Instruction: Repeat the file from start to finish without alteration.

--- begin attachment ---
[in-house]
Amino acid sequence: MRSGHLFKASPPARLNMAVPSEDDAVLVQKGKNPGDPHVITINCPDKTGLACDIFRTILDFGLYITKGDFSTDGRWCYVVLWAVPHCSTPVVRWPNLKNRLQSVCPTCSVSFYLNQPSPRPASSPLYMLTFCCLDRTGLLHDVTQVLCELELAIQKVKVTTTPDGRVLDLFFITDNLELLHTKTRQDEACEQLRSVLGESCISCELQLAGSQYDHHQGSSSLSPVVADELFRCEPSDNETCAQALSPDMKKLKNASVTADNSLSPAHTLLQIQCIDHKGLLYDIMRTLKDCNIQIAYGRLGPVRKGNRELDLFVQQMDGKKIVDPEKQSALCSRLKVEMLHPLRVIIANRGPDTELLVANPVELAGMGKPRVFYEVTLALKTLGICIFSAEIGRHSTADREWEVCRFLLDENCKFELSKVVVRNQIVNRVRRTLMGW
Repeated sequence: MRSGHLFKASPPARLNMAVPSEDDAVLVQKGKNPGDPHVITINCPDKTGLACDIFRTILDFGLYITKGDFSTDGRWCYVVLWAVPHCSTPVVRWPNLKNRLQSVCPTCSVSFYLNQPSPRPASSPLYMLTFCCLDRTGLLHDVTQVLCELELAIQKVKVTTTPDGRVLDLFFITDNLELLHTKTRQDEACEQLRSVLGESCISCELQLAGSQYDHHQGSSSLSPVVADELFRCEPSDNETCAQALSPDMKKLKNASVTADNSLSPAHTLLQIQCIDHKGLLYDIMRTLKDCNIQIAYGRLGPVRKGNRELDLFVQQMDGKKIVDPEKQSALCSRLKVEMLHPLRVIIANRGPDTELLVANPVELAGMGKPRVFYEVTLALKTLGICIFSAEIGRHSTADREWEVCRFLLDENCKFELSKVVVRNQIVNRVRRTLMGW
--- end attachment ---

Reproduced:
[in-house]
Amino acid sequence: MRSGHLFKASPPARLNMAVPSEDDAVLVQKGKNPGDPHVITINCPDKTGLACDIFRTILDFGLYITKGDFSTDGRWCYVVLWAVPHCSTPVVRWPNLKNRLQSVCPTCSVSFYLNQPSPRPASSPLYMLTFCCLDRTGLLHDVTQVLCELELAIQKVKVTTTPDGRVLDLFFITDNLELLHTKTRQDEACEQLRSVLGESCISCELQLAGSQYDHHQGSSSLSPVVADELFRCEPSDNETCAQALSPDMKKLKNASVTADNSLSPAHTLLQIQCIDHKGLLYDIMRTLKDCNIQIAYGRLGPVRKGNRELDLFVQQMDGKKIVDPEKQSALCSRLKVEMLHPLRVIIANRGPDTELLVANPVELAGMGKPRVFYEVTLALKTLGICIFSAEIGRHSTADREWEVCRFLLDENCKFELSKVVVRNQIVNRVRRTLMGW
Repeated sequence: MRSGHLFKASPPARLNMAVPSEDDAVLVQKGKNPGDPHVITINCPDKTGLACDIFRTILDFGLYITKGDFSTDGRWCYVVLWAVPHCSTPVVRWPNLKNRLQSVCPTCSVSFYLNQPSPRPASSPLYMLTFCCLDRTGLLHDVTQVLCELELAIQKVKVTTTPDGRVLDLFFITDNLELLHTKTRQDEACEQLRSVLGESCISCELQLAGSQYDHHQGSSSLSPVVADELFRCEPSDNETCAQALSPDMKKLKNASVTADNSLSPAHTLLQIQCIDHKGLLYDIMRTLKDCNIQIAYGRLGPVRKGNRELDLFVQQMDGKKIVDPEKQSALCSRLKVEMLHPLRVIIANRGPDTELLVANPVELAGMGKPRVFYEVTLALKTLGICIFSAEIGRHSTADREWEVCRFLLDENCKFELSKVVVRNQIVNRVRRTLMGW